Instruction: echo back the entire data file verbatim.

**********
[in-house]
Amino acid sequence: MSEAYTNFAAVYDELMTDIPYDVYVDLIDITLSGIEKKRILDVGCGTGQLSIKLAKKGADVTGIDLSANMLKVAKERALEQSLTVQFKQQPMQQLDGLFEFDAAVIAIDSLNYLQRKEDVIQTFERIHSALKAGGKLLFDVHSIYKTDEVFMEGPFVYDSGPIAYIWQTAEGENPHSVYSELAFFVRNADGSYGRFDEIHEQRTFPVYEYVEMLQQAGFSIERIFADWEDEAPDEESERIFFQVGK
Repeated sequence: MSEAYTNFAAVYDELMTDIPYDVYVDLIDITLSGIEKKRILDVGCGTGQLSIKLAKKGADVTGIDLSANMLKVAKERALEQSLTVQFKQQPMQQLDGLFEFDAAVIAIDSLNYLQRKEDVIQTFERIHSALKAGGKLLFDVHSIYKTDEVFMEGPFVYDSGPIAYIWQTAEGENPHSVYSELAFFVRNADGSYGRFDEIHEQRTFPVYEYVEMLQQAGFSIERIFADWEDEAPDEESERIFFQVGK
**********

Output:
[in-house]
Amino acid sequence: MSEAYTNFAAVYDELMTDIPYDVYVDLIDITLSGIEKKRILDVGCGTGQLSIKLAKKGADVTGIDLSANMLKVAKERALEQSLTVQFKQQPMQQLDGLFEFDAAVIAIDSLNYLQRKEDVIQTFERIHSALKAGGKLLFDVHSIYKTDEVFMEGPFVYDSGPIAYIWQTAEGENPHSVYSELAFFVRNADGSYGRFDEIHEQRTFPVYEYVEMLQQAGFSIERIFADWEDEAPDEESERIFFQVGK
Repeated sequence: MSEAYTNFAAVYDELMTDIPYDVYVDLIDITLSGIEKKRILDVGCGTGQLSIKLAKKGADVTGIDLSANMLKVAKERALEQSLTVQFKQQPMQQLDGLFEFDAAVIAIDSLNYLQRKEDVIQTFERIHSALKAGGKLLFDVHSIYKTDEVFMEGPFVYDSGPIAYIWQTAEGENPHSVYSELAFFVRNADGSYGRFDEIHEQRTFPVYEYVEMLQQAGFSIERIFADWEDEAPDEESERIFFQVGK